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Moto Z and the crazy-bold plan for you to customize your phone

Lenovo's flagship phone is the latest to run with the modular concept, as the industry increasingly wants you to tweak your phone with different attachments.

James Martin/CNET
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The Motorola Moto Z.

Lenovo

Dressing up your phone with bolt-on accessories may be the new black.

Lenovo on Thursday unveiled its Moto Z and Moto Z Force phones, which both boast the ability to accept modular add-ons, letting you magnetically attach things like a souped-up speaker from JBL or a miniature projector.

Lenovo is just the latest company to offer modular attachments, underscoring a push by the phone makers to stand out beyond a simple rectangular slab. LG already offers this capability on its G5 and Google's Project Ara promises even more customizable options.

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Credit these companies for breaking away from the norm. Phone fatigue has set in as consumers find it harder to get excited about each new device, which less frequently offer game-changing upgrades. As a result, companies are starting to push the constellation of accessories around the phone, whether it's a virtual reality headset, 360-degree camera or an actual attachment like camera grip or extra battery capacity. Lenovo believes consumers will appreciate the move.

"We're different for the sake of being better," said Lenovo Chief Marketing Officer David Roman.

But it's unclear whether average consumers really care about going this deep with customization.

"It's not necessarily an initial reason to buy a product," said Avi Greengart, who tracks consumer devices for Current Analysis. People look at devices first, then accessories once they've committed.

There's also a question of demand and supply. These modular attachments aren't free, and consumers will have to weigh which ones they really want. The initial selection is also limited, although Motorola and Lenovo are hoping to entice developers with the promise of potential funding.

Not the first

Lenovo touts this as an innovation that "will change everything," but LG got there first with its G5 phone. The device, which was unveiled in February, lets you swap out the bottom "chin" of the device with other specialized components like a camera grip with physical shutter button or a high-definition stereo system.

It too talked up the ecosystem of "Friends," or its term for the companion devices surrounding the G5, and the modular nature of the device as a way to shake the industry out of its malaise.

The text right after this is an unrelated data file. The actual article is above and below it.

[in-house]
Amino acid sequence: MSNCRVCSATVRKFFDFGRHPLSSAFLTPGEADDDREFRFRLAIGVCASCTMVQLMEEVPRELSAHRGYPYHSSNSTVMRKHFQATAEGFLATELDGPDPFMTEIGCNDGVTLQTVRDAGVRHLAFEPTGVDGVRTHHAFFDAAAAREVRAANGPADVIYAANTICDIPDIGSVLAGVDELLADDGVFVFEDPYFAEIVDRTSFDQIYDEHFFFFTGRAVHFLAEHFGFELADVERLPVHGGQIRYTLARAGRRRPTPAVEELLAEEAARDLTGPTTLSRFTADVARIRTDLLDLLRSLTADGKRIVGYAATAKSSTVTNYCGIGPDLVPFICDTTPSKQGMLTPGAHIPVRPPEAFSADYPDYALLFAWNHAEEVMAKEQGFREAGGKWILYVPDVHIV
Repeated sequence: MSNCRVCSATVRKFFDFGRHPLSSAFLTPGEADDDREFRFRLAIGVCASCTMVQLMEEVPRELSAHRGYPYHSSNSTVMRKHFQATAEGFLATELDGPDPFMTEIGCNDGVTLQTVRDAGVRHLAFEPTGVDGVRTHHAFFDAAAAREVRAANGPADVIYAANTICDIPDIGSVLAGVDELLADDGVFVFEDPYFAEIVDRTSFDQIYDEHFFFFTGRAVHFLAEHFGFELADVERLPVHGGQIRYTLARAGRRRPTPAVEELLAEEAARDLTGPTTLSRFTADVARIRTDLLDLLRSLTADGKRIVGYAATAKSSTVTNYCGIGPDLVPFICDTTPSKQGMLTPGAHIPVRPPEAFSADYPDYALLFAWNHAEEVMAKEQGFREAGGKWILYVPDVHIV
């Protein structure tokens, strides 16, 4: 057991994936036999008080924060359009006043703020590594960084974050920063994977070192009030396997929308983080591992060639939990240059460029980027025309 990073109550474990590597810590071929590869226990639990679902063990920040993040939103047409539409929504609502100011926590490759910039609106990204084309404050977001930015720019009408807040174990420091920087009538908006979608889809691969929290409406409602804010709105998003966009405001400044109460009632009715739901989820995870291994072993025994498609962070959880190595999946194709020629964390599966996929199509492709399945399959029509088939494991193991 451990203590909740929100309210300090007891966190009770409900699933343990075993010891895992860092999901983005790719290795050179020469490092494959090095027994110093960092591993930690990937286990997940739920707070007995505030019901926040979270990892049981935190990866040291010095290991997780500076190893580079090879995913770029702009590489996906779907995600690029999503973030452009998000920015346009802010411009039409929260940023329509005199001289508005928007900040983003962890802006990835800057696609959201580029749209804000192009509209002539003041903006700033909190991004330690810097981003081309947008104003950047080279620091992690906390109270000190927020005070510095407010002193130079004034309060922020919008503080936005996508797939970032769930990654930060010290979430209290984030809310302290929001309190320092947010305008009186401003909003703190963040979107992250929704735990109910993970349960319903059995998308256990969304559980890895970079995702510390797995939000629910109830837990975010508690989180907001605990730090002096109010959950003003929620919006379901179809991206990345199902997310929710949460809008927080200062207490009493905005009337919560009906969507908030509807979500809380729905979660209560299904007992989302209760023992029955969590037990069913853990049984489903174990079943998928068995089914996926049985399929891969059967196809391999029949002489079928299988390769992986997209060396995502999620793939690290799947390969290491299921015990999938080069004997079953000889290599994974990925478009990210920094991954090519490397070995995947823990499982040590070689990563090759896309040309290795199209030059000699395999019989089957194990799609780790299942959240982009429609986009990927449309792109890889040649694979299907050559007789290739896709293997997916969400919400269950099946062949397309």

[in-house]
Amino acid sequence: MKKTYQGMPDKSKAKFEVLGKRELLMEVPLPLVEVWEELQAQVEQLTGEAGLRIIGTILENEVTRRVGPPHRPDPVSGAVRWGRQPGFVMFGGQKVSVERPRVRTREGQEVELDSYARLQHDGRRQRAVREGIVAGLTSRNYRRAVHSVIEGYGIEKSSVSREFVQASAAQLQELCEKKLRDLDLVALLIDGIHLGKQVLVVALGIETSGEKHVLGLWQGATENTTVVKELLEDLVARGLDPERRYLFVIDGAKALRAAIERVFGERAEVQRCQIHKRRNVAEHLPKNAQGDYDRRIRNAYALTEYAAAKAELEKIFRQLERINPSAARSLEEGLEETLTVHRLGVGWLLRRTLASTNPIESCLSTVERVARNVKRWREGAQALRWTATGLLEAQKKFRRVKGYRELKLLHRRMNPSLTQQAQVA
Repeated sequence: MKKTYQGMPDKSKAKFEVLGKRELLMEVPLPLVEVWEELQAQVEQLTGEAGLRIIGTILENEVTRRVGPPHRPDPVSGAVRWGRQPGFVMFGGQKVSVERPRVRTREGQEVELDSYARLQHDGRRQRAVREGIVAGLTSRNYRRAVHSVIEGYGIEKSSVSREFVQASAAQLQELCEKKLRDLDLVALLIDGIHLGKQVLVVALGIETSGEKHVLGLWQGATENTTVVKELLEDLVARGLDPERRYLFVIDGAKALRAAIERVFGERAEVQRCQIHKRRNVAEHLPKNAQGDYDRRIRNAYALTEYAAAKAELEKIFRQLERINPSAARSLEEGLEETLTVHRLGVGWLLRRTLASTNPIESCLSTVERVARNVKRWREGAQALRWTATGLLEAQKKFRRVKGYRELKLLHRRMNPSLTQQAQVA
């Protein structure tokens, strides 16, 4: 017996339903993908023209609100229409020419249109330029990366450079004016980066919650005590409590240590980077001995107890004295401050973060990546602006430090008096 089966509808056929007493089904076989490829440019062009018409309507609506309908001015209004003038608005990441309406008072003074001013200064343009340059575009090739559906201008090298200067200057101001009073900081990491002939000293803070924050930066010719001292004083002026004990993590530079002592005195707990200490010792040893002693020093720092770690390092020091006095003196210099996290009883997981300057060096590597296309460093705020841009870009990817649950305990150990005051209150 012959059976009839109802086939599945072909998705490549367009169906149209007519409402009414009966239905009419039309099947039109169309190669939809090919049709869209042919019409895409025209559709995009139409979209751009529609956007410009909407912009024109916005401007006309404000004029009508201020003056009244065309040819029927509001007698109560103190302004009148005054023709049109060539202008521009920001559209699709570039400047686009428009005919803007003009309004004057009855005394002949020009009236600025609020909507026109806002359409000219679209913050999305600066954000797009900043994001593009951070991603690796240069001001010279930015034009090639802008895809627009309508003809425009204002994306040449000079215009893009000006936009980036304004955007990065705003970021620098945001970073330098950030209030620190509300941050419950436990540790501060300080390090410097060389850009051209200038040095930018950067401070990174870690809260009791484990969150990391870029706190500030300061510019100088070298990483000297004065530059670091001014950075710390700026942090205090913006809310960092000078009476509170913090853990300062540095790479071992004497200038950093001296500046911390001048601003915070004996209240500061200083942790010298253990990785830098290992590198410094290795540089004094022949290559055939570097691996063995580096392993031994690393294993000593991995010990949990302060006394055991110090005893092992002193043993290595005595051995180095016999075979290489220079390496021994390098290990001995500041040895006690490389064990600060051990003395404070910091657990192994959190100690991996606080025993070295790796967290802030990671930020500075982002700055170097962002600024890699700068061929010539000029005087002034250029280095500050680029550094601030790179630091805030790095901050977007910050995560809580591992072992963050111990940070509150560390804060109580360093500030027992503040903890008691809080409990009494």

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Greengart said he likes the Moto Z version better because it uses magnets that snap on quickly, and doesn't require you to pull out the battery like the G5.

The battery on the G5 can be removed and replaced with a module like a camera grip.

Jason Cipriani/CNET

While Lenovo and LG will still face challenges getting people to switch from the Apple iPhone or Samsung Galaxy S franchises, these accessories could help cement customer loyalty if they do end up switching. Having mods that you can use on future devices, for instance, means it's less likely that consumers will jump ship.

"If you buy a product and there's an attractive add-on, that deepens your relationship with the product or the brand," Greengart said.

Then there's Project Ara, Google's ambitious venture to create a true build-it-yourself phone. The company plans to introduce a consumer version of the phone in 2017, complete with a plethora of its own modules.

Rallying third-party support

While the initial batch of modules for these devices makes for a nice start, it remains to be seen whether third-party companies are interested in supporting any of these products.

LG said it is working with developers and offering support to create more friends. Likewise, Lenovo Capital and Incubator Group has set aside $1 million to fund the best Moto Mod project by March. (Lenovo hired Ashton Kutcher to come out and pitch the Moto Mod program at Thursday's unveiling.)

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Project Ara features the ability to snap on several different modules at once.

Google

Google will undoubtedly use its heft and influence to spur participation in Project Ara, similar to how it successfully pushed its Android software.

It will take a critical mass of adoption of one of these devices to persuade other companies to participate, which unlocks the true potential of the modular concept. Every company will likely have an updated camera module or better speakers, but outside support could lead to the creation of specific sensor modules needed for a niche science project, or a scanner add-on used by shipping companies.

"That's where modularity could have an impact on niche markets," Greengart said, noting it's more of a long-term vision. "Of course, you're not going to talk about the benefit of an add-on that only helps 1,000 people."